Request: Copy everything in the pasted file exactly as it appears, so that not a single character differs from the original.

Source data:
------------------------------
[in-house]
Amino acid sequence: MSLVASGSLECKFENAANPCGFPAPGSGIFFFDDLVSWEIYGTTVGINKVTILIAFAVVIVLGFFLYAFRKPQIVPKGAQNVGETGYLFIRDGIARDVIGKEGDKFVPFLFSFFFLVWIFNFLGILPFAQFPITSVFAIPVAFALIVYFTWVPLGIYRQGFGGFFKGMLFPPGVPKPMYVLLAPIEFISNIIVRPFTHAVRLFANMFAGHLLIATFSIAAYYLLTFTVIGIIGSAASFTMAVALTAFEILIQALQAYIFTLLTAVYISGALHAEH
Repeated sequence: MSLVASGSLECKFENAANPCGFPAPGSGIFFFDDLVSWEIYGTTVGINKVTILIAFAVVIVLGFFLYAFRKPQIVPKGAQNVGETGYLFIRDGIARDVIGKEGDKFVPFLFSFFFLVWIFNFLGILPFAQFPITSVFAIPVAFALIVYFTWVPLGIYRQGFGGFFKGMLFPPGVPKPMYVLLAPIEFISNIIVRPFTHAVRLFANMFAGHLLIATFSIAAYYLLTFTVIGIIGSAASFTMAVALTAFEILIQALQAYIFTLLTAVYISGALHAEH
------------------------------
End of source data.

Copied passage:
[in-house]
Amino acid sequence: MSLVASGSLECKFENAANPCGFPAPGSGIFFFDDLVSWEIYGTTVGINKVTILIAFAVVIVLGFFLYAFRKPQIVPKGAQNVGETGYLFIRDGIARDVIGKEGDKFVPFLFSFFFLVWIFNFLGILPFAQFPITSVFAIPVAFALIVYFTWVPLGIYRQGFGGFFKGMLFPPGVPKPMYVLLAPIEFISNIIVRPFTHAVRLFANMFAGHLLIATFSIAAYYLLTFTVIGIIGSAASFTMAVALTAFEILIQALQAYIFTLLTAVYISGALHAEH
Repeated sequence: MSLVASGSLECKFENAANPCGFPAPGSGIFFFDDLVSWEIYGTTVGINKVTILIAFAVVIVLGFFLYAFRKPQIVPKGAQNVGETGYLFIRDGIARDVIGKEGDKFVPFLFSFFFLVWIFNFLGILPFAQFPITSVFAIPVAFALIVYFTWVPLGIYRQGFGGFFKGMLFPPGVPKPMYVLLAPIEFISNIIVRPFTHAVRLFANMFAGHLLIATFSIAAYYLLTFTVIGIIGSAASFTMAVALTAFEILIQALQAYIFTLLTAVYISGALHAEH